Thoughts on my Mom

by Michael  

 


My mom is dying. Let me reiterate that in a way that emotes more closely how I feel: I’m losing my mommy. But don’t be sad… Okay, that isn’t easy. Not by a long shot. I’m not even there myself yet. But… Yet. See, there’s the thing: she isn’t dead. Not YET. She will be, sooner than I’d like, but the fact is, it’s ALWAYS sooner than we’d like. Always.


There isn’t a way to escape death, and I hate that. I don’t know what perils immortality might bring with it, but there’s part of me that wonders if I could get through the loss of everyone I know… Not a chance. Not alone. And there’s another thing: I’m not alone. And neither is my mom. My sister lives close, and she has an amazing husband who’s love for her may rival even that of her own children. And my grandmother is with her right now too as she starts her chemo. My friends and family have been fantastic so far, reaching out and letting me know that they are there. It’s pretty amazing, and within this maddening shell of sadness, as much as I want to feel isolated in my fear and pain and loss, I cannot. I just can’t. You bastards won’t let me, and I love you all for it from the bottom of my heart.


I’m losing my mommy… But not today, and probably not tomorrow, and in a way, we, she and I and all who know her, are the luckiest types of people in the world. We KNOW it’s coming because we have guys in lab coats telling us so. Most people end up getting to deal with the surprise of death, and that’s another kick in the face that we just don’t want or need when dealing with that loss. Most of all though, it’s a LIVING reminder, here and now, to make the most of whatever sweet, precious time we have. We might like to imagine that we’re never going to face that, but the fact of the matter is, we all do. Everyone you know, have known, or will know, is already dying. They’re already gone in a sense, and we can’t do a thing to stop it. But we CAN love. We can remember. We can make the time we DO have count for something.



I’m an atheist, and my daughter, my precious four-year-old ginger, only understands that I’m sad. Now, she’s a bright kid, and I don’t want to burden her with philosophical or theological debates at bed time, but I felt I needed to explain to her why I’ve been so edgy and sad lately. In the course of our talk, I asked her if she knew what happened to us when we died. She did not. So I asked her if she knew what we were all made of, thinking of Neil Degrasse Tyson. She replied, “Chemicals”. Leave it to her to cite Hank Green, right? Anyway, I explained to her that when a star gets very, very old and dies, it explodes, and becomes a great gaseous nebula. She knows what nebulae are. She’s obsessed with space and wants to be a Martian astronaut some day. I explained that then parts of those dead stars floated through the universe and eventually became part of what makes US. There is part of a dead, ancient star in each and every one of us, and when we die, those parts of us go on to become other great, vast, beautiful things. Forests full of trees are made up of the dead stars that once made people who were loved, and cherished, and remembered. That seemed to comfort her just as much as it did me. She hugged me, and then she went to sleep. I love that kid. And my mommy loves me.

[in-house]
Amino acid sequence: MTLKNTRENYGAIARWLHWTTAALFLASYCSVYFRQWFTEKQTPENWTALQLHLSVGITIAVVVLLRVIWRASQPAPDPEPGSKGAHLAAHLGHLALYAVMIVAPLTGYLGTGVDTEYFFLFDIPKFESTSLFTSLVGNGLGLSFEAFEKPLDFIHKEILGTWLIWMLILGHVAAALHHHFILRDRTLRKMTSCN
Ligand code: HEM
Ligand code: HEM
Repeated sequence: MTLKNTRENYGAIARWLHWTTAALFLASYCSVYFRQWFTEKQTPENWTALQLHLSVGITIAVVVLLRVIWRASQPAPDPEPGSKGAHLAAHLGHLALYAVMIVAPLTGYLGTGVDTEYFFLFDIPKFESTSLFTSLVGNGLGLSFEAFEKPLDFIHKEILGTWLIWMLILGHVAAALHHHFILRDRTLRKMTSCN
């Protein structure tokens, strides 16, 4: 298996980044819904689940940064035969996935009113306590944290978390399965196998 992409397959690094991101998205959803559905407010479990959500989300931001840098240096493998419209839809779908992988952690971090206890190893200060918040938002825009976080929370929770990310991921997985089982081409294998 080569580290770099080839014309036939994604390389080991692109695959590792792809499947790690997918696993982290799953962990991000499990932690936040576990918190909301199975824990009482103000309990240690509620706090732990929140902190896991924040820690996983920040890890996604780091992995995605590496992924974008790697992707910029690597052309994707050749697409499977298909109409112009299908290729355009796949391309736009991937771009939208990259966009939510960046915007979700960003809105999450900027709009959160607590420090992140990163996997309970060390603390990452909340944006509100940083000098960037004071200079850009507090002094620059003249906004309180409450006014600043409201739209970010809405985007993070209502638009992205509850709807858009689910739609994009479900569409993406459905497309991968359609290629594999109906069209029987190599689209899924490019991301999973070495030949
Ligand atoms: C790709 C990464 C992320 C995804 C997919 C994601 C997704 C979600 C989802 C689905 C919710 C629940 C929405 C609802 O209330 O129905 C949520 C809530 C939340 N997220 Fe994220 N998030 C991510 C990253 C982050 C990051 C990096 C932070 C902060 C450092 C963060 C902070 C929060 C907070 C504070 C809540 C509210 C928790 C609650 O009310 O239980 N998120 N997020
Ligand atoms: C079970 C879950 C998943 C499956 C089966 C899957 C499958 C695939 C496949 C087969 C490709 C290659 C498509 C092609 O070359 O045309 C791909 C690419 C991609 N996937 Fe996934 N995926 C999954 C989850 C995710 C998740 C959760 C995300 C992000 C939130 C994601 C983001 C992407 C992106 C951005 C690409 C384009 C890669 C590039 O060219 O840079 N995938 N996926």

I’m not losing my mommy; the universe just let me borrow her for a bit, and for that I am grateful. I am the luckiest man in the world to have had a mother like her, through the ups and downs, crazy times, happy days, and all the rest. I am a better person for having her give birth to me and raise me. I am an idealist, feminist, and a humanist all because of her. I went back to school and got my degrees and wrote and got published because I believed in myself, but it was my mom that taught me to do that. I’ll miss her when she’s gone. I miss her all the time anyway because she’s a thousand miles away and never picks up the damn phone. But I’ll miss her a little more when the chance of her answering becomes nil… Instead, I’ll talk to my own kids, my wife, and my step-dad. You see, even when we do die and pass back to the stars from whence we came, we also live on… For as long as people remember us. We are eternal in that way, in the things we leave behind. It’s the marks that we leave behind that define us. Maybe it’s a book, or a piece of advice, or a tradition we pass to our children, but what we do NOW… It matters.


Mom, if you happen to read this, thank you. I will always love you. And no matter why you don’t answer when I call, you will always be in my heart and the hearts of those who you have touched throughout life. I will be positive. I will stay as happy as I can and never forget that you taught me the skills I need to be a happy person. I love you…

4 comments

Comment from: Cassi [Visitor]  
Cassi

Thank you for writing this and subsequently posting to Facebook which lead me to read it. Holidays can be hard in some ways especially if you have lost someone close or know you are losing someone. I personally needed this now and appreciate that you posted. Tho I’m not the one usually called I am simply a text message away. Thank you for being you.

12/03/13 @ 21:52
Comment from: Brandon [Visitor]
Brandon

Time is infinitely long and short all at the same time :)

12/03/13 @ 21:58
Comment from: Janet (Witz)Johnson [Visitor]
Janet (Witz)Johnson

What a wonderful tribute to your mom.Have not seen any of you and your family for so many years.but we are still family.i am putting you all in my prayers.

12/04/13 @ 16:47
Comment from: Pops [Visitor]  
Pops

Awesome, Thank you! Thanks for making me cry, thank you for everything. Love you guys.

12/16/13 @ 08:48